Credit Suisse still positive on European stocks, ups view on UK
A mis-match between the performance of stocks from 'cyclical' geographical regions, such as Continental Europe, Emerging Markets and Japan versus cyclical sectors meant there was an opportunity to be had, strategists at Credit Suisse said as they reiterated their positive stance towards shares from the former two of those regions.
The Swiss broker also had a good word for UK stocks, which it bumped to 'Benchmark'.
On Continental Europe, the strategy team led by Andrew Garthwaite pointed out how economic growth in 2017 might again be faster than that in the US, which implies shares on the other side of the Channel should outperform global stockmarkets by 16%.
Garthwaite and his colleagues added to their position in Spanish stocks, while sticking to an 'Overweight' on France, while lowering Germany to 'benchmark' and went more 'Underweight' on Italy.
Weak GDP growth to cap gains in the pound
Significantly, one of the main reasons why they are more optimistic on UK equities is because in their view Sterling is not likely to strengthen much further and currency is the main driver for the group.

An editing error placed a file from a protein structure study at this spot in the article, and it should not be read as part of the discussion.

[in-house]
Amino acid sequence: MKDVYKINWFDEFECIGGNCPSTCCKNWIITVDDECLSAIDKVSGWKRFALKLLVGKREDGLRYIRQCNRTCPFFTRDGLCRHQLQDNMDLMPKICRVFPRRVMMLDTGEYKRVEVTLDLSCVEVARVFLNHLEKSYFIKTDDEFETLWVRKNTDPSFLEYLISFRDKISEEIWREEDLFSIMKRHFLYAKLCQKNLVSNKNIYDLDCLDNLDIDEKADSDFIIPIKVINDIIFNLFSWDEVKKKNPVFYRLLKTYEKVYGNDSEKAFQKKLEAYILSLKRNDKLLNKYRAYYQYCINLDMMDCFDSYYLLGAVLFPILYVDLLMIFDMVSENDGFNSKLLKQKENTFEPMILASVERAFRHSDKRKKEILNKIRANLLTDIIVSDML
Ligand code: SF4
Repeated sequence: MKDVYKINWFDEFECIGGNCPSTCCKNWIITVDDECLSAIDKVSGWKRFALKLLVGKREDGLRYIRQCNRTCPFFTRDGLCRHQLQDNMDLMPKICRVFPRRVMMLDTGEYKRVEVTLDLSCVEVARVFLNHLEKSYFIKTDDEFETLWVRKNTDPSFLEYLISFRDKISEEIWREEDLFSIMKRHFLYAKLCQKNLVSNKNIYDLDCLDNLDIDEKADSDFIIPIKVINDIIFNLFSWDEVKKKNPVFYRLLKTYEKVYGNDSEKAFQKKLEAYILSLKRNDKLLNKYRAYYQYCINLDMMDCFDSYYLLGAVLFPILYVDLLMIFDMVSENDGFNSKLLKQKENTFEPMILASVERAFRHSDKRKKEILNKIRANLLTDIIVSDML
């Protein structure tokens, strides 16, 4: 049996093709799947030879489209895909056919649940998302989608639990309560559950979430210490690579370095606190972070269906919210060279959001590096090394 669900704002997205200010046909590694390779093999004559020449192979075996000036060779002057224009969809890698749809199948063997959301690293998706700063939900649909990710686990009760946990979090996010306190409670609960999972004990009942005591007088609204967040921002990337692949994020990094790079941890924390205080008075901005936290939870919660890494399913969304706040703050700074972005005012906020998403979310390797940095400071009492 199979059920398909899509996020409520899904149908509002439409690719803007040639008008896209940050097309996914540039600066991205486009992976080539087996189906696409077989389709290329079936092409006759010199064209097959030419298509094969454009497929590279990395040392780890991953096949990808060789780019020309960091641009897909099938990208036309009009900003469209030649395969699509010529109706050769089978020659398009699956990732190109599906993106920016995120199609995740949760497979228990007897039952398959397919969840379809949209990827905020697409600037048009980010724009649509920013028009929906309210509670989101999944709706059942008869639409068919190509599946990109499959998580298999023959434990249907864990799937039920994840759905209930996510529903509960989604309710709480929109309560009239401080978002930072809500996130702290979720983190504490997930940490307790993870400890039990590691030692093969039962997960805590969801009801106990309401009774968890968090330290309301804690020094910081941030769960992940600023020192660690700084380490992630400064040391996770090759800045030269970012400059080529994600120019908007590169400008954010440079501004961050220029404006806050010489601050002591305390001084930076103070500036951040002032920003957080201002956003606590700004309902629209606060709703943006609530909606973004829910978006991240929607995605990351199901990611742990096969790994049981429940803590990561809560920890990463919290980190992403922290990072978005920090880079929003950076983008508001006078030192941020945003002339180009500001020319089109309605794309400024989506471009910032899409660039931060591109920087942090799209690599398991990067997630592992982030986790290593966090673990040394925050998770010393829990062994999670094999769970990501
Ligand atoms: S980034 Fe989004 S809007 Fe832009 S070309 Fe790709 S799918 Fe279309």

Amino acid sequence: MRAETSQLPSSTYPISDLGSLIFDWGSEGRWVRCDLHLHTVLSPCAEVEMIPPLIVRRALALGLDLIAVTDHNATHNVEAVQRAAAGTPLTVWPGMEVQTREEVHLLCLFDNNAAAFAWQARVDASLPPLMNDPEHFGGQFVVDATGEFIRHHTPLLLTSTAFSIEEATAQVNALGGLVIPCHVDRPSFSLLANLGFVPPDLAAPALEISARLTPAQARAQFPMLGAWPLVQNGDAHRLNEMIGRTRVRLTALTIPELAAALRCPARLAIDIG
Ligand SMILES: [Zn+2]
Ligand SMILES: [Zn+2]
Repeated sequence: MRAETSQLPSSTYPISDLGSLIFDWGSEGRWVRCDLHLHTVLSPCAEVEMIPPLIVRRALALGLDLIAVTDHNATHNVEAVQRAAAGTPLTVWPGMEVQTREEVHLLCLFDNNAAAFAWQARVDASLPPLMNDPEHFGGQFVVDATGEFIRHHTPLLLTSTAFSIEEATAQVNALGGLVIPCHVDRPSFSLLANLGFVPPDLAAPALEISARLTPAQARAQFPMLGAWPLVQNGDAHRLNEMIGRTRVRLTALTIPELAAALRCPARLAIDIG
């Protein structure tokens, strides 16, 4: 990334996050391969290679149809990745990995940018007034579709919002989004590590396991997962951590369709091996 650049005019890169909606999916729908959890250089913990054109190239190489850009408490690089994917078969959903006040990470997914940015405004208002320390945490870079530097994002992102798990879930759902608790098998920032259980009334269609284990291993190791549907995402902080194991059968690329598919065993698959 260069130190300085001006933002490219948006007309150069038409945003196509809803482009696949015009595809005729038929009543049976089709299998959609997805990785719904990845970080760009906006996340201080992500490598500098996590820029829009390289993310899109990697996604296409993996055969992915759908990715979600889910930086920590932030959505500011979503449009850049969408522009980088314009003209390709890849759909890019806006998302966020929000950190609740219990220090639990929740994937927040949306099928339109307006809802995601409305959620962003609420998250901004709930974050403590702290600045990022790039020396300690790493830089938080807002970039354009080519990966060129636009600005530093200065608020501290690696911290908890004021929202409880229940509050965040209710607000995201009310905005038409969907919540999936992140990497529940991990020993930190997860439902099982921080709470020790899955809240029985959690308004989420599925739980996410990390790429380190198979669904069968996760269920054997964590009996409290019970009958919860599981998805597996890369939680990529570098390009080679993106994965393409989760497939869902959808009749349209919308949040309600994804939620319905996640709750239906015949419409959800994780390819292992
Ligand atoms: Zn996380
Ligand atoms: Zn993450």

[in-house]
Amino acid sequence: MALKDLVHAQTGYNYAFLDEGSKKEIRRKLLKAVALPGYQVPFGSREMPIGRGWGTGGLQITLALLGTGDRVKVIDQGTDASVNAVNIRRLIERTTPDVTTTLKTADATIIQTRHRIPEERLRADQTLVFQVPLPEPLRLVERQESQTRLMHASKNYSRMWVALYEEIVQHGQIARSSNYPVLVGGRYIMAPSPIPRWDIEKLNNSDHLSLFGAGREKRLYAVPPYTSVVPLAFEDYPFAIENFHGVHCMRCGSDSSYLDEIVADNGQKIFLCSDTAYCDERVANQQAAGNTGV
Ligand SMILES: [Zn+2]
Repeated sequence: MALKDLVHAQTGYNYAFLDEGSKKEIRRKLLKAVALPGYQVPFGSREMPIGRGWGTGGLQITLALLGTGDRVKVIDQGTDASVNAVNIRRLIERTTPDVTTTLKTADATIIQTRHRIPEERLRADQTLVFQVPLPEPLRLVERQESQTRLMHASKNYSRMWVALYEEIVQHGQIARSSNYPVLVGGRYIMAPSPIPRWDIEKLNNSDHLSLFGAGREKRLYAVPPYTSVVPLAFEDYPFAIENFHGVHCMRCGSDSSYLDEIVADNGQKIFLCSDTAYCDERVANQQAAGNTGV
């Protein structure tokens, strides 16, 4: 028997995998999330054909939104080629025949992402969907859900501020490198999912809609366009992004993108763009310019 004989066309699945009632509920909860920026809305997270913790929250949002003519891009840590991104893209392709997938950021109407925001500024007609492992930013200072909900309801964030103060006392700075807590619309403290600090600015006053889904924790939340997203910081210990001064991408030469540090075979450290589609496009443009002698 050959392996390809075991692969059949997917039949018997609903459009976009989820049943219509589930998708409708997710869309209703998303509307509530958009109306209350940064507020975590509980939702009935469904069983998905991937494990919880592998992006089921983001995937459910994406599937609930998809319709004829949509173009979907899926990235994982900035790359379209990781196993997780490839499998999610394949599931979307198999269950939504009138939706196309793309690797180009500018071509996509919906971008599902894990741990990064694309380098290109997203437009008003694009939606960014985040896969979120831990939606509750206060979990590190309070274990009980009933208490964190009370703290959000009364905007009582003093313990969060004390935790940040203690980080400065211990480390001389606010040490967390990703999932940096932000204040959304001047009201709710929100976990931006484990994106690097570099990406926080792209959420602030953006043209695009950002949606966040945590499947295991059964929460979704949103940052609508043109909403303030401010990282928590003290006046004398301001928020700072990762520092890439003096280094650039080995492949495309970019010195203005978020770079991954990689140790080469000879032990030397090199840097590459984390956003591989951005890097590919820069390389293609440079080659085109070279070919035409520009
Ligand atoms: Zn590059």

The other main drivers for UK stocks are Global Emerging Markets and commodities, with 11% upside seen in the case of oil.
Offsetting the above, British GDP growth is set to disappoint, they said, growing by 1.4% this year, although that will help to cap gains in the pound.
"General retail looks very cheap, and we see a long transition period for Brexit. We continue to favour UK euro earners," the strategists said.
On GEM, Japan and the US
They also add to their 'Overweight' on Global Emerging Markets, pointing to the positive impact of "disruptive" technologies on economies' underlying health and the fact that only 16% of the outflows seen in 2016 had reversed.
"Chinese equities stand out. We would also recommend Korea and India within a global context. Taiwan offers risk hedging characteristics."
As regards Japan, the Swiss broker says it has slightly reduced its 'Overweight'.
Credit Suisse also stays at an 'Underweight' on the US, excluding the technology space.
That is because labour in the States is closest to gaining pricing power, monetary policy is returning to normal settings and the degree of corporate leverage is back to its previous peaks.
"It scores bottom on our composite scorecard. It is an overly defensive market pricing in a sharp slowdown in global GDP growth."